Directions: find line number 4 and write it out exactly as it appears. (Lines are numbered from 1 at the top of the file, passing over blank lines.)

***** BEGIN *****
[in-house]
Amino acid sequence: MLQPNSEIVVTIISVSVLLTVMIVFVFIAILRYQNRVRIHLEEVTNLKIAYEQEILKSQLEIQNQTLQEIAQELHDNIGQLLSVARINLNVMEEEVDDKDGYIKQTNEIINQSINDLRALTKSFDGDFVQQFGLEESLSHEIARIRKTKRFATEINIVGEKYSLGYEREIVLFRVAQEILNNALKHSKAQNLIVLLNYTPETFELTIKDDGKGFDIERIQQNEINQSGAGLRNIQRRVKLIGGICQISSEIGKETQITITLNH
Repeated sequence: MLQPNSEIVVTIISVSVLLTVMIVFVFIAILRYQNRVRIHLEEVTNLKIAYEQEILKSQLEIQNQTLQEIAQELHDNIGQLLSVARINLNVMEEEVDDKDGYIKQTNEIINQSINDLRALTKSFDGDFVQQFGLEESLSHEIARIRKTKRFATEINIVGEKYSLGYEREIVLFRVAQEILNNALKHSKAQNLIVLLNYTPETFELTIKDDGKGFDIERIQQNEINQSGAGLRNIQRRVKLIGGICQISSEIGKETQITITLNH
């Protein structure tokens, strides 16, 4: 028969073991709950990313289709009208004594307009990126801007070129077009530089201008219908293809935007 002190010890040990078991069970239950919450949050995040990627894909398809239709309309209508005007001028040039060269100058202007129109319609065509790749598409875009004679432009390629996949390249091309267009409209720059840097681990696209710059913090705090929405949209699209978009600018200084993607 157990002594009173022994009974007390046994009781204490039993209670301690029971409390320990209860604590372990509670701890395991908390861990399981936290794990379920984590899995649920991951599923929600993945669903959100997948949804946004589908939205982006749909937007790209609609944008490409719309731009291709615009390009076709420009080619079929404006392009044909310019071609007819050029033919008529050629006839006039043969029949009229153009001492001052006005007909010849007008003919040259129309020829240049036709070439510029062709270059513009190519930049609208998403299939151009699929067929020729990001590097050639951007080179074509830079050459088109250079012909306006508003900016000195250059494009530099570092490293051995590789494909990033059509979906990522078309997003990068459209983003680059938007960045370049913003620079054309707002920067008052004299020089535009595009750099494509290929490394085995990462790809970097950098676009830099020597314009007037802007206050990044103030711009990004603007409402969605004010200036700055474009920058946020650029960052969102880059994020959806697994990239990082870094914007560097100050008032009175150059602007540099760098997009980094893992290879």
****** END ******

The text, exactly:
């Protein structure tokens, strides 16, 4: 028969073991709950990313289709009208004594307009990126801007070129077009530089201008219908293809935007 002190010890040990078991069970239950919450949050995040990627894909398809239709309309209508005007001028040039060269100058202007129109319609065509790749598409875009004679432009390629996949390249091309267009409209720059840097681990696209710059913090705090929405949209699209978009600018200084993607 157990002594009173022994009974007390046994009781204490039993209670301690029971409390320990209860604590372990509670701890395991908390861990399981936290794990379920984590899995649920991951599923929600993945669903959100997948949804946004589908939205982006749909937007790209609609944008490409719309731009291709615009390009076709420009080619079929404006392009044909310019071609007819050029033919008529050629006839006039043969029949009229153009001492001052006005007909010849007008003919040259129309020829240049036709070439510029062709270059513009190519930049609208998403299939151009699929067929020729990001590097050639951007080179074509830079050459088109250079012909306006508003900016000195250059494009530099570092490293051995590789494909990033059509979906990522078309997003990068459209983003680059938007960045370049913003620079054309707002920067008052004299020089535009595009750099494509290929490394085995990462790809970097950098676009830099020597314009007037802007206050990044103030711009990004603007409402969605004010200036700055474009920058946020650029960052969102880059994020959806697994990239990082870094914007560097100050008032009175150059602007540099760098997009980094893992290879």